Biodiv Sci ›› 2013, Vol. 21 ›› Issue (6): 738-749.DOI: 10.3724/SP.J.1003.2013.12113

• Orginal Article • Previous Articles     Next Articles

Citizen science: integrating scientific research, ecological conservation and public participation

Jian Zhang1,*(), Shengbin Chen2, Bin Chen3, Yanjun Du3, Xiaolei Huang4, Xubin Pan5, Qiang Zhang6   

  1. 1 Department of Renewable Resources, University of Alberta, Edmonton, Canada T6G 2H1
    2 Nanjing Institute of Environmental Sciences, Ministry of Environmental Protection, Nanjing 210042
    3 State Key Laboratory of Vegetation and Environmental Change, Institute of Botany, Chinese Academy of Sciences, Beijing 100093
    4 Key Laboratory of Zoological Systematics and Evolution, Institute of Zoology, Chinese Academy of Sciences, Beijing 100101
    5 Institute of Plant Quarantine, Chinese Academy of Inspection and Quarantine, Beijing 100029
    6 Guangdong Entomological Institute, Guangzhou 510260
  • Received:2013-05-09 Accepted:2013-09-03 Online:2013-11-20 Published:2013-12-02
  • Contact: Zhang Jian

Abstract:

Citizen science, also known as “public participation in scientific research”, is defined as scientific activities in which non-professional scientists participate as volunteers in data collection, analysis and dissemination within a scientific project. With the advent of the information age, citizen science projects, especially in ecological conservation and environmental monitoring, are rapidly expanding our knowledge of the world around us, and contributing to management and policy decisions. Citizen science projects can be classified into five types of models: contractual, contributory, collaborative, co-created and collegial projects. In China, public participation in science related activities has had a long history, but current contributions in citizen science are limited because of relatively low public participation, and the weaknesses in data quality control, data management and analysis. Recently, citizen science has been applied to bird watching and plant monitoring, with some positive and negative experiences. To better increase citizen science activities and enhance such contributions to academic research, improvements are urgently required in financial support, the development of project platforms, the application of new technology, and international collaboration. We believe that the enhancement of citizen science will greatly promote the development of ecological conservation, environmental monitoring and related research fields. To help with this we have established a platform for China citizen science projects (http://www.gongzhongkexue.org) to promote communication and cooperation among scientists, governments, other organizations and the public.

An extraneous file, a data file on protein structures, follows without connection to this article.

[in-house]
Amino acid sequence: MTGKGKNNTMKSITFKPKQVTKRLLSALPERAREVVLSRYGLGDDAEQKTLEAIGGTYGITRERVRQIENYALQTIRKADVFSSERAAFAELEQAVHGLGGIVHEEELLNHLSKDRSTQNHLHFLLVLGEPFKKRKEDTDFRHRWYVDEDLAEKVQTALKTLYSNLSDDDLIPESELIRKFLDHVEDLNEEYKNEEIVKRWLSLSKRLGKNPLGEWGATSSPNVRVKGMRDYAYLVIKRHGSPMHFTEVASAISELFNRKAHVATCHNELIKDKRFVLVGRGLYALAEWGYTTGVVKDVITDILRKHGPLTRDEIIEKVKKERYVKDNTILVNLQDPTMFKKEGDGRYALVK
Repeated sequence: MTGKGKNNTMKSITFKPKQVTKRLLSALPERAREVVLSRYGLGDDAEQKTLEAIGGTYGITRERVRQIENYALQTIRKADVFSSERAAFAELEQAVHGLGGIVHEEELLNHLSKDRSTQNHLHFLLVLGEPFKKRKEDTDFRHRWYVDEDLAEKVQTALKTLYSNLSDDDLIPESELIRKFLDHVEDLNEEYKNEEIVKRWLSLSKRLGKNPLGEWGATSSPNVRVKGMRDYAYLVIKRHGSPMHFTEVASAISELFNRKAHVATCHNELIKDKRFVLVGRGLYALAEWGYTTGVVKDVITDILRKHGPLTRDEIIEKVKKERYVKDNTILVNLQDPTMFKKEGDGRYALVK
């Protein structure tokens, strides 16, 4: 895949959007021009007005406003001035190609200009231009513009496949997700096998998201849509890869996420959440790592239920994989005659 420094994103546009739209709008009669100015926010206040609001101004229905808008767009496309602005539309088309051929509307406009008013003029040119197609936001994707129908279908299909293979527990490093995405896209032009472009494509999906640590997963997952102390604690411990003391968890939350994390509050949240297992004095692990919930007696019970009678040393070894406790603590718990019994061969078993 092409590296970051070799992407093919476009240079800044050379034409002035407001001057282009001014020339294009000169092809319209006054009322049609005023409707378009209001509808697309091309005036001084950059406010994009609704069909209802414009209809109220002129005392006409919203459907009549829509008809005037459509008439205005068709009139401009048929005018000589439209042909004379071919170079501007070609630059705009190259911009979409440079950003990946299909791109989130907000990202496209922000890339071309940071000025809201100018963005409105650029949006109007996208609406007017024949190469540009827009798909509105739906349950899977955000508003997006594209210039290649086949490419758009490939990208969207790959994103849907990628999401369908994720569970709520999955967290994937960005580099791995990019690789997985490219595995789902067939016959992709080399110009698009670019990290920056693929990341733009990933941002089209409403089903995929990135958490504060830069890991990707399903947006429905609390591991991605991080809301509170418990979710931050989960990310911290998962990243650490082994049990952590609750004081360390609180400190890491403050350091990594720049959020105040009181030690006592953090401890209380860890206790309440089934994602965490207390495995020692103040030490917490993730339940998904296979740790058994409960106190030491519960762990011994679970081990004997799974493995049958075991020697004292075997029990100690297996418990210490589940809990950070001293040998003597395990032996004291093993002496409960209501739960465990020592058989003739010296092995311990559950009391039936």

Key words: citizen science, environmental conservation, conservation biology, biodiversity, environmental monitoring, bird watching, plant monitoring